Marketing Information System

658 Words Oct 5th, 2011 3 Pages
A Marketing Information System can be defined as 'a system in which marketing data is formally gathered, stored, analysed and distributed to managers in accordance with their informational needs on a regular basis' (Jobber, 2007)
The term is sometimes defined in a limited way to refer to a computer based system intended for use by particular marketing personnel at any functional level for the purpose of solving Marketing Problems.
Alternatively it can be defined in a far broader sense as 'People, equipment and procedures to gather, sort, analyze, evaluate and distribute needed, timely and accurate information to marketing decision makers' (Gray Armstrong, 2008)
[edit] Developing an MIS
A system is created in three phases 1.
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Using this information, it can track the effectiveness of promotions, trace customers who have defected to other stores and keep in touch with them if they relocate.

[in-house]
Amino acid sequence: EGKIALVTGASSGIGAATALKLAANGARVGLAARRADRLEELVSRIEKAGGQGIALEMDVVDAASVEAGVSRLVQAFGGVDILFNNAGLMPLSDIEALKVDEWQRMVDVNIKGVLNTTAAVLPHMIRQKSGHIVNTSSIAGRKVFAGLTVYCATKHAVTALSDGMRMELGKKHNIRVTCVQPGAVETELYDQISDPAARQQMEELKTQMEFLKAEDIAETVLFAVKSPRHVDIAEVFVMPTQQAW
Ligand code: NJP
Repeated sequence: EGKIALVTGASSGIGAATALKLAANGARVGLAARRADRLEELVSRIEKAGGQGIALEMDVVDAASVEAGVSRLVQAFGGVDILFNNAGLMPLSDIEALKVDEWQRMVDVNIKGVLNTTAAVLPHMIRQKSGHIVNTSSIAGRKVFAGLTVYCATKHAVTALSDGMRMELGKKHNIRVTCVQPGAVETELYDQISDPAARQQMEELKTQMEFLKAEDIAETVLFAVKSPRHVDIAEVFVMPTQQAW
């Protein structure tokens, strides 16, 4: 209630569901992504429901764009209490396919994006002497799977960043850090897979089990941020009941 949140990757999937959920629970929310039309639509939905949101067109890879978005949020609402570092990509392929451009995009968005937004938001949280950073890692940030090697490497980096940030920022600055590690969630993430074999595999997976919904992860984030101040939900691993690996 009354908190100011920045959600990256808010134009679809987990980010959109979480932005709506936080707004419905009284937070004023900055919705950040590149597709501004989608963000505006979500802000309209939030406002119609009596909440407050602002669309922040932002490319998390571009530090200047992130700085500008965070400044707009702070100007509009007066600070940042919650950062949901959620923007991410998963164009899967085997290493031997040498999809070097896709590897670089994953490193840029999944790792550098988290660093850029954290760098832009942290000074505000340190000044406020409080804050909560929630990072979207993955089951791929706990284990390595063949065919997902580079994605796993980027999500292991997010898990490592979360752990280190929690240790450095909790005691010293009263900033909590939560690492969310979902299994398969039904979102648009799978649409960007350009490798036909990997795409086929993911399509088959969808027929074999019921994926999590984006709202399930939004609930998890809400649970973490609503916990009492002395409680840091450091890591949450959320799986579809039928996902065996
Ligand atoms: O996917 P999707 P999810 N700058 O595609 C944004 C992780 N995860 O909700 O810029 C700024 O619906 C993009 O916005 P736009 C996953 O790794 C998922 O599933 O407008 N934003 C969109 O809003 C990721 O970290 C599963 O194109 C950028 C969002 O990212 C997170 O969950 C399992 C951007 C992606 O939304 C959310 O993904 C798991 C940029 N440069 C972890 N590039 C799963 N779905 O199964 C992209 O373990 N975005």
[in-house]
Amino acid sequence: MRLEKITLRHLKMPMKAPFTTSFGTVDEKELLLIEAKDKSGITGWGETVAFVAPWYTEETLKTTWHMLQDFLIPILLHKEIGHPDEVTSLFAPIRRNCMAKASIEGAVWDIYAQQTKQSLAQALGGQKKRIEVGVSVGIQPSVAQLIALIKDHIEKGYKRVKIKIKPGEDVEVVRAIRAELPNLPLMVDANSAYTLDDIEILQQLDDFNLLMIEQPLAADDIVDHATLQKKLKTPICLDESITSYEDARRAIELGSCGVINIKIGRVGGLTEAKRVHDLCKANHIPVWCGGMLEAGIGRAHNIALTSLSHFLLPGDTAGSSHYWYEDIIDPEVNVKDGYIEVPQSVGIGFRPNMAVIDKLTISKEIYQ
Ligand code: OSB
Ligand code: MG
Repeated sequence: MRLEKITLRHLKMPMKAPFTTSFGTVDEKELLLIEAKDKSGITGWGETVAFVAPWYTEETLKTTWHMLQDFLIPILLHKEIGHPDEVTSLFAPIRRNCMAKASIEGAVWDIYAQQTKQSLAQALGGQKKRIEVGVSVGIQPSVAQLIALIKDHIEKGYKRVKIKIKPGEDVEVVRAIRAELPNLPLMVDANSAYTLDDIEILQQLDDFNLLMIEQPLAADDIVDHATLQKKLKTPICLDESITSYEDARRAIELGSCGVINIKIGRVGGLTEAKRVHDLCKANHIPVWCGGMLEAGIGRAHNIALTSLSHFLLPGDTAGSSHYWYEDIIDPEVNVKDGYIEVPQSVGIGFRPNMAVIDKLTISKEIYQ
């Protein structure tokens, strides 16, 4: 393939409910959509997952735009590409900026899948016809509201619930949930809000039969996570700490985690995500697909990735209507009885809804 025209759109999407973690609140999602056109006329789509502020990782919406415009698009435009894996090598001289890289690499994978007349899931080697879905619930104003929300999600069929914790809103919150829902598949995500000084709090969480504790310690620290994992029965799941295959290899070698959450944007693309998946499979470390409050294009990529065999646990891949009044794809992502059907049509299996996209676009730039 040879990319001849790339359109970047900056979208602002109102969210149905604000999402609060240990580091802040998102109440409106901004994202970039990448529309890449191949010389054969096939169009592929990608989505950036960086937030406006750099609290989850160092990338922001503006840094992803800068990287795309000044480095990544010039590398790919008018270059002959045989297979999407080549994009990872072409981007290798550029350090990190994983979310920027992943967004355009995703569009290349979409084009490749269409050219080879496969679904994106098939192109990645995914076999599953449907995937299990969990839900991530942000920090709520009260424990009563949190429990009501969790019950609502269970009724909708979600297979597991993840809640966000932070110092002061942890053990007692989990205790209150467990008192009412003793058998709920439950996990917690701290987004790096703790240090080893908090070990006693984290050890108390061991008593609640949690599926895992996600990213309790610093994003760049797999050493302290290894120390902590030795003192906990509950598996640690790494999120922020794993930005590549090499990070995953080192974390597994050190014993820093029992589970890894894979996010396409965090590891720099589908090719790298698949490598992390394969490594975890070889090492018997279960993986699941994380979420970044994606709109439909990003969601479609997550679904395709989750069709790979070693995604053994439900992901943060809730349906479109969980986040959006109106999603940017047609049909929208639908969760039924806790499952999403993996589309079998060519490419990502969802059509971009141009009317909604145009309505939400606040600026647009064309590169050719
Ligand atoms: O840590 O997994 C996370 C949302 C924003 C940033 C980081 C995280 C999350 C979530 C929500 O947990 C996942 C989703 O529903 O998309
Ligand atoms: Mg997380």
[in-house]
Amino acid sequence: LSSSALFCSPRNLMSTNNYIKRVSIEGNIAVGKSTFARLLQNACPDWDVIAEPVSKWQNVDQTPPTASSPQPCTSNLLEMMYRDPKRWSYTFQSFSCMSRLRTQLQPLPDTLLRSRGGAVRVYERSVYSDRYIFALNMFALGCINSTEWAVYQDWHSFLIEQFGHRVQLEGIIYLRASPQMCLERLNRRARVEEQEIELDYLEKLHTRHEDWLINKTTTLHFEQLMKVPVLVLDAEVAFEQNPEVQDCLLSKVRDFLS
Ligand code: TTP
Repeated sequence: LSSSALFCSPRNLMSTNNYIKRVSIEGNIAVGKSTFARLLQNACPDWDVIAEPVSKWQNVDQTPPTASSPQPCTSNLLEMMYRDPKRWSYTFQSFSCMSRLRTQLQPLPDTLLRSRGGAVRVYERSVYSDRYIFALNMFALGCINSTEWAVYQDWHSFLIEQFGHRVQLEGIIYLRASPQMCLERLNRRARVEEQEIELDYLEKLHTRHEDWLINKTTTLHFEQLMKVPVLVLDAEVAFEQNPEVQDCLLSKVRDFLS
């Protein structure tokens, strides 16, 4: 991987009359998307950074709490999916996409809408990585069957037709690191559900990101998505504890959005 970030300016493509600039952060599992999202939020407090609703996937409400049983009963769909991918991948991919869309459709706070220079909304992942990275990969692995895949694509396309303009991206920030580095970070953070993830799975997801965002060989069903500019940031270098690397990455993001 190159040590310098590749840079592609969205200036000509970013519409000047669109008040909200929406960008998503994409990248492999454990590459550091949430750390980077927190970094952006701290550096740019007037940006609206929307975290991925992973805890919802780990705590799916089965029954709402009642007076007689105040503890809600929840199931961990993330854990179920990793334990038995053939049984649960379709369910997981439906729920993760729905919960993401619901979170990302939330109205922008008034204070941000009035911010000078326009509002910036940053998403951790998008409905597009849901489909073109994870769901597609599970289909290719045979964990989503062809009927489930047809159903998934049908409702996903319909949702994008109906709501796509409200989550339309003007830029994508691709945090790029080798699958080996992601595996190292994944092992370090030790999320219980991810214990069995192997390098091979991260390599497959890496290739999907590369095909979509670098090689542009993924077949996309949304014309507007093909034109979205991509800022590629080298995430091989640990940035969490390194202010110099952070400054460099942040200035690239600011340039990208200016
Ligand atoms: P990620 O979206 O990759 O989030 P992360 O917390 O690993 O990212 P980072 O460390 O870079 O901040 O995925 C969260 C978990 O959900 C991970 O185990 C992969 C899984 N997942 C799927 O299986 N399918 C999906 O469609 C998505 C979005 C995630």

Information from internal records is usually quicker and cheaper to get than information from other sources, but it also presents some problems. Because internal information was for other purposes, it may be incomplete or in the wrong form for making marketing decisions. For example, accounting department sales and cost data used for preparing financial statements need adapting for use in evaluating product, sales force or channel performance.
[edit] Marketing Intelligence
Everyday information about developments in changing marketing environment that helps managers prepares marketing plans. The marketing intelligence system determines the intelligence needed, collects it by searching the environment and delivers it to marketing managers who need it. Marketing intelligence comes from many sources. Much intelligence is from the company's personnel - executives, engineers and scientists, purchasing agents and the sales force. But company people are often busy and fail to pass on important information. The company must 'sell' its people on their importance as intelligence gatherers, train them to spot new developments and urge them to report intelligence back to the company. The company must also persuade suppliers, resellers and customers to pass along important intelligence. Some information on
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